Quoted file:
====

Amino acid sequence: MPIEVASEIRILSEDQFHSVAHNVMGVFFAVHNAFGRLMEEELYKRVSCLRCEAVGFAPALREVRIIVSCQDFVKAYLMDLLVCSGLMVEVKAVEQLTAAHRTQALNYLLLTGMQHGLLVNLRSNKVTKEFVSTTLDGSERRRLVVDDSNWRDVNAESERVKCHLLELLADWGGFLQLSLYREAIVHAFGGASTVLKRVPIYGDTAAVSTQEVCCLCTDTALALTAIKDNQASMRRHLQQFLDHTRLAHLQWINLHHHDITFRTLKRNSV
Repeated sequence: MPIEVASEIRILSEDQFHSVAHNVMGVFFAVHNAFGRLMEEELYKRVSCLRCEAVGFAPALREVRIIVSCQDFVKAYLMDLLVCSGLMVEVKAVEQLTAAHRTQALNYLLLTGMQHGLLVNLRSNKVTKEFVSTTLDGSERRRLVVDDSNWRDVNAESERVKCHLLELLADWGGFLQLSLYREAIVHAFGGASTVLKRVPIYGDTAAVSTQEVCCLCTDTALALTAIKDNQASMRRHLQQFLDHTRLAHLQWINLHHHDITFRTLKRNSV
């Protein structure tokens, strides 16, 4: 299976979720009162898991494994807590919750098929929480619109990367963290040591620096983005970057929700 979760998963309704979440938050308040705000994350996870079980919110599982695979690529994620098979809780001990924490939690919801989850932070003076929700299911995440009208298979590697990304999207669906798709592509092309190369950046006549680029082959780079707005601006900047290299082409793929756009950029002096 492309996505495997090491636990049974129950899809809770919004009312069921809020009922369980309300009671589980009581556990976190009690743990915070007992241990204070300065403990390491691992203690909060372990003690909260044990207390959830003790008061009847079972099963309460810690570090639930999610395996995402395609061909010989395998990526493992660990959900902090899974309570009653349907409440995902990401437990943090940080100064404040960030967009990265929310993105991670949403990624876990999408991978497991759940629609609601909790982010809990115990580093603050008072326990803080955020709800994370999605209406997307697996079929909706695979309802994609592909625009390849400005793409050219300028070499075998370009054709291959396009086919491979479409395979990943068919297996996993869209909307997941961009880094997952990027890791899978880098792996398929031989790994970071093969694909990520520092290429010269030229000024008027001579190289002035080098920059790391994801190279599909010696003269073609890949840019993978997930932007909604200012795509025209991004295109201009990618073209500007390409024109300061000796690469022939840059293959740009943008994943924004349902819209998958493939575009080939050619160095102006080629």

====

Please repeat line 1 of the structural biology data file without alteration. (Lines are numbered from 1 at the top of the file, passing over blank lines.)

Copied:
Amino acid sequence: MPIEVASEIRILSEDQFHSVAHNVMGVFFAVHNAFGRLMEEELYKRVSCLRCEAVGFAPALREVRIIVSCQDFVKAYLMDLLVCSGLMVEVKAVEQLTAAHRTQALNYLLLTGMQHGLLVNLRSNKVTKEFVSTTLDGSERRRLVVDDSNWRDVNAESERVKCHLLELLADWGGFLQLSLYREAIVHAFGGASTVLKRVPIYGDTAAVSTQEVCCLCTDTALALTAIKDNQASMRRHLQQFLDHTRLAHLQWINLHHHDITFRTLKRNSV